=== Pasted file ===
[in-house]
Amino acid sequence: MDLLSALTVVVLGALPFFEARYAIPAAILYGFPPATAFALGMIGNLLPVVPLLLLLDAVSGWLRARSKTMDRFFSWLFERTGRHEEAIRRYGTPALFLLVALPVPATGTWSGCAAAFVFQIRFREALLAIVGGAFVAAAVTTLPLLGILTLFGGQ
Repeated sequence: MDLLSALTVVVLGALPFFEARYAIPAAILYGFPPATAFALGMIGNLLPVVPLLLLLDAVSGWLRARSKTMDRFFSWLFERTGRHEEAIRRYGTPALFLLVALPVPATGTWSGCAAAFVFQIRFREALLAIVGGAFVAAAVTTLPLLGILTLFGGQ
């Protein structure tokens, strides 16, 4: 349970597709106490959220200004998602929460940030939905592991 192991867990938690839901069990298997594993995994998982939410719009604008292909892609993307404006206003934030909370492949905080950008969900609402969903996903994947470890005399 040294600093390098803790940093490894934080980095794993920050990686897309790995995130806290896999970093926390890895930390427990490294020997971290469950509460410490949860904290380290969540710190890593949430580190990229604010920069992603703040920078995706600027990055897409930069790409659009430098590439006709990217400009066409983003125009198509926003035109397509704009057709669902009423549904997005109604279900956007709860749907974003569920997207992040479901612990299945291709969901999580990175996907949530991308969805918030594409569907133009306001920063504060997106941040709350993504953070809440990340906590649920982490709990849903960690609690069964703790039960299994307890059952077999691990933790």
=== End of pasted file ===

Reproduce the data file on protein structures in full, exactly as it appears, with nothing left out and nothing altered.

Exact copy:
[in-house]
Amino acid sequence: MDLLSALTVVVLGALPFFEARYAIPAAILYGFPPATAFALGMIGNLLPVVPLLLLLDAVSGWLRARSKTMDRFFSWLFERTGRHEEAIRRYGTPALFLLVALPVPATGTWSGCAAAFVFQIRFREALLAIVGGAFVAAAVTTLPLLGILTLFGGQ
Repeated sequence: MDLLSALTVVVLGALPFFEARYAIPAAILYGFPPATAFALGMIGNLLPVVPLLLLLDAVSGWLRARSKTMDRFFSWLFERTGRHEEAIRRYGTPALFLLVALPVPATGTWSGCAAAFVFQIRFREALLAIVGGAFVAAAVTTLPLLGILTLFGGQ
């Protein structure tokens, strides 16, 4: 349970597709106490959220200004998602929460940030939905592991 192991867990938690839901069990298997594993995994998982939410719009604008292909892609993307404006206003934030909370492949905080950008969900609402969903996903994947470890005399 040294600093390098803790940093490894934080980095794993920050990686897309790995995130806290896999970093926390890895930390427990490294020997971290469950509460410490949860904290380290969540710190890593949430580190990229604010920069992603703040920078995706600027990055897409930069790409659009430098590439006709990217400009066409983003125009198509926003035109397509704009057709669902009423549904997005109604279900956007709860749907974003569920997207992040479901612990299945291709969901999580990175996907949530991308969805918030594409569907133009306001920063504060997106941040709350993504953070809440990340906590649920982490709990849903960690609690069964703790039960299994307890059952077999691990933790």